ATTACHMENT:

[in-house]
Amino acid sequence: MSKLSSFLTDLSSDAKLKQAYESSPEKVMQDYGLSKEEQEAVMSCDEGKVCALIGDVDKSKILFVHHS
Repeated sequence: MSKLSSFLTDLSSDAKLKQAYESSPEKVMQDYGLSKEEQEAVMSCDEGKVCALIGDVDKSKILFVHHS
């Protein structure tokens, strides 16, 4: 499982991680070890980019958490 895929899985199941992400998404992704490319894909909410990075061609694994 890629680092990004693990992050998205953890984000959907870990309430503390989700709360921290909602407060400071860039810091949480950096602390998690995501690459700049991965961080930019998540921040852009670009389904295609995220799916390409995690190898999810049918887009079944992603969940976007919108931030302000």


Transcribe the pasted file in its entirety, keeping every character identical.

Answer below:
[in-house]
Amino acid sequence: MSKLSSFLTDLSSDAKLKQAYESSPEKVMQDYGLSKEEQEAVMSCDEGKVCALIGDVDKSKILFVHHS
Repeated sequence: MSKLSSFLTDLSSDAKLKQAYESSPEKVMQDYGLSKEEQEAVMSCDEGKVCALIGDVDKSKILFVHHS
């Protein structure tokens, strides 16, 4: 499982991680070890980019958490 895929899985199941992400998404992704490319894909909410990075061609694994 890629680092990004693990992050998205953890984000959907870990309430503390989700709360921290909602407060400071860039810091949480950096602390998690995501690459700049991965961080930019998540921040852009670009389904295609995220799916390409995690190898999810049918887009079944992603969940976007919108931030302000």